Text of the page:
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Clematis macropetala Maidwell Hall - I have two of this clematis on 'walls' of one of my secret gardens. The clematis to the right of photo is Maidwell Hall, the other being Perle d'Azure, a Group 3 pruning. In the second photo it is the plant going over the arch into the next secret garden. They are both like thickets. It is impossible to determine where one stem leads. Last year I pruned away all the new vines which promptly appeared again. Has anyone dealt with these and can suggest how to prune them.
Thank you.

On plant C. macropetala Maidwell Hall

Little_grapetter_pond_gard. Arch_to_bg07



C macropetala needs no pruning, other than to keep it in bounds. Perle d'Azur on the other hand, should be pruned back to 2 buds from the ground by mid February every year. Obviously though, that looks to be next to impossible because of the difficulty of separating the stems, but if you know where the base of the Perle D'Azur is, you can locate it that way and sever the stems at that point, 2 buds up. On the other hand, the only reason for hard pruning Perle is because this variety of Clematis tends to have bare stems for half its length, producing its flowers towards the top of its growth, and the pruning is designed to get around that - in your case, you'd not notice the bare stems because of the smothering effect of the macropetala.
There's no easy solution here - the problem is you have a species clematis (macropetala) growing in with a hybrid clematis (Perle) - species always get much larger than the hybrids, often because they are not pruned, and if you try to prune the macropetala after it's flowered, you may end up inadvertently cutting the Perle, which you don't want to do at that time of year.

Sorry, to have gone on so long, but I'm thinking it through as I type this - I suggest, if you want to keep the macropetala in bounds, then your only recourse is to locate the base of the Perle D'Azur and cut it in early February, as described earlier. This should hopefully mean you can then distinguish its new growth from that of the other one when you want to prune macropetala after flowering.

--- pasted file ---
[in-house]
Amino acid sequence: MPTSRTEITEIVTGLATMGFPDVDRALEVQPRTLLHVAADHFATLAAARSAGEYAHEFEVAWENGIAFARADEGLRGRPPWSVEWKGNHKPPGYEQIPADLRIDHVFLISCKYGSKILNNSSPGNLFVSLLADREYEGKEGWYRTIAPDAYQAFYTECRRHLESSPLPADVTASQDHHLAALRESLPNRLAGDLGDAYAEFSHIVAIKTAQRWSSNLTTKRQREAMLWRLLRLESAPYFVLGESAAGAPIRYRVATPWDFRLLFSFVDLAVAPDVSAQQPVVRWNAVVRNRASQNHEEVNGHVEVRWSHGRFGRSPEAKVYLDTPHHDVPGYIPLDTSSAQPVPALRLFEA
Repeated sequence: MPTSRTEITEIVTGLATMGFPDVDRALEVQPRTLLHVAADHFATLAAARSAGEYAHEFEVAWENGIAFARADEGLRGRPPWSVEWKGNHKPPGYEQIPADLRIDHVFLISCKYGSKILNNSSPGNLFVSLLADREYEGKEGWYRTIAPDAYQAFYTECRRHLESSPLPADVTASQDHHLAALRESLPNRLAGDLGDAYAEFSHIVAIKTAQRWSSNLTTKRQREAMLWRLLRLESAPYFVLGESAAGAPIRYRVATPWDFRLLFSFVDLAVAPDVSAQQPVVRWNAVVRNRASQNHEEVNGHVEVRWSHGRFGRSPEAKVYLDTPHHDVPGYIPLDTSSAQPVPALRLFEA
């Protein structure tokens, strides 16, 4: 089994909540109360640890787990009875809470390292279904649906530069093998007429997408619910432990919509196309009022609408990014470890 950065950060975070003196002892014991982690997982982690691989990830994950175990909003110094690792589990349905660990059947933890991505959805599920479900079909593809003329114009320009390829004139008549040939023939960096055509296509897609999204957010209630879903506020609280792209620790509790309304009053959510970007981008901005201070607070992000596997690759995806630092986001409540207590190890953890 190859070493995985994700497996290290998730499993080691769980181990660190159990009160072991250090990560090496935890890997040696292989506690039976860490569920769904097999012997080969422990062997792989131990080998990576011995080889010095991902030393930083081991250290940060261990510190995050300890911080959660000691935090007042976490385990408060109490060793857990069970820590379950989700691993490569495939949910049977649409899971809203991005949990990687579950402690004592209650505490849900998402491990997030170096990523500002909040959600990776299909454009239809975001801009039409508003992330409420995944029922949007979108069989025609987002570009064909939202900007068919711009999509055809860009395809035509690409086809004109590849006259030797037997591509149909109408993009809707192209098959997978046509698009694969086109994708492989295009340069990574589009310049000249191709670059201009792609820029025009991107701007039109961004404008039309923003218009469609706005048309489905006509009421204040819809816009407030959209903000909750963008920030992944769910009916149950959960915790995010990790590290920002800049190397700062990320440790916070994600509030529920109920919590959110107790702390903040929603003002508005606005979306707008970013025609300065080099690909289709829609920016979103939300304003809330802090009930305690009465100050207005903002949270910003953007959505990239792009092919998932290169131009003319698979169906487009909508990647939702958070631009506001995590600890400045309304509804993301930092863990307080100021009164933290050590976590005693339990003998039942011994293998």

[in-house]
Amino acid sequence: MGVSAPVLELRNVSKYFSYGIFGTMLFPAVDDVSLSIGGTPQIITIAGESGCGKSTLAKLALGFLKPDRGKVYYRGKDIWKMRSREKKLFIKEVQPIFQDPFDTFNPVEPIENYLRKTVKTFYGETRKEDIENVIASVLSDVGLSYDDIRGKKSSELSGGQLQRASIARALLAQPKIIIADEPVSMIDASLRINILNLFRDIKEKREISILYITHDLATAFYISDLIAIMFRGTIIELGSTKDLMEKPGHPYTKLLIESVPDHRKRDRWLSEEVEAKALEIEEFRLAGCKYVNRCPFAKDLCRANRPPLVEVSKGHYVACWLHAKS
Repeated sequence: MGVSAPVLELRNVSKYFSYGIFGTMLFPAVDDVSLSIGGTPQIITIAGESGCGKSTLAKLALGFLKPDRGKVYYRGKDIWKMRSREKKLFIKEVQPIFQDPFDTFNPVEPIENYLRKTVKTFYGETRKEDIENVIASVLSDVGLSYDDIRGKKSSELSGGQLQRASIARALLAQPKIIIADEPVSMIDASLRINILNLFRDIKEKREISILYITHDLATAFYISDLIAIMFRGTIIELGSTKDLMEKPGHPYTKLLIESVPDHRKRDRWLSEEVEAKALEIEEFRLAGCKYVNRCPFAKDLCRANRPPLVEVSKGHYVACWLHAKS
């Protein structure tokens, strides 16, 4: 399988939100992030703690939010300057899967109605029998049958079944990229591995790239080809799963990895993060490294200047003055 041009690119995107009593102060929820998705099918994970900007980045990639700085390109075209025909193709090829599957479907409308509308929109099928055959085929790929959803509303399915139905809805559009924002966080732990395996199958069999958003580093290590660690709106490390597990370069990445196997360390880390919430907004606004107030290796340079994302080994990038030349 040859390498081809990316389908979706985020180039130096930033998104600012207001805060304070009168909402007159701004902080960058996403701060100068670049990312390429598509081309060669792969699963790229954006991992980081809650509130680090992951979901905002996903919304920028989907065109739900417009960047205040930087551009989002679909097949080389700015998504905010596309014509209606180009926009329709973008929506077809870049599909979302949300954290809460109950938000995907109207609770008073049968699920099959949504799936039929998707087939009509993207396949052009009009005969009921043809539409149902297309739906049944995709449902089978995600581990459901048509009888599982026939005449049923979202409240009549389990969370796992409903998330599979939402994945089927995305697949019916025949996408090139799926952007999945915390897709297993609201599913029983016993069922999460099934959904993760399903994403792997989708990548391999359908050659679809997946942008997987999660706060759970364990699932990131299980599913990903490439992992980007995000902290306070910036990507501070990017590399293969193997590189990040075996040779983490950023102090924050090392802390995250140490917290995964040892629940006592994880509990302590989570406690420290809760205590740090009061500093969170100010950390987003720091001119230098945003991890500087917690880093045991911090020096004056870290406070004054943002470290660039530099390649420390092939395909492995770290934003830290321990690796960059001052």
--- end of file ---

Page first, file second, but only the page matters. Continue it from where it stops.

17 Jun, 2011


Thank you for replying to my question. I do appreciate having all the relevant information on my clematis.They are much loved. I have over 35.

18 Jun, 2011


So I'd guess you knew most of what I said anyway, lol!

18 Jun, 2011


On rereading my question I see that I have indicated that the Perle and the Maidwell are intertwined. I planted them on the same wall when I first started with clematis. I later tried to dig out the Perle but it grew again in the same spot so I left it and keep it under control.
I do, however, have a Henryi in Maidwell Hall on the outer 'wall' of the 2 secret garden 'walls.' I shall do as you said and try and locate it early in the season. Mine will be later than yours as I see you are in London. I am in British Columbia, Canada and we have snow-cover until April most years.
I have two Maidwell Hall clematis in this garden and both are like a thicket. About three years ago I pruned them and ended up with not a leaf in sight, in the middle of summer. I couldn't find what went where. I don't really know how to stop them getting more dense without using that drastic method. I had them covered with burlap at that point and kept it wet.
The Group B1 and B2 die back to ground most winters here. Last year the Group C did the same. Group A thrives.

19 Jun, 2011


Perhaps two Maidwell Hall plants was a bit excessive, lol! Don't look much to start with, but a few years later...

19 Jun, 2011

How do I say thanks?

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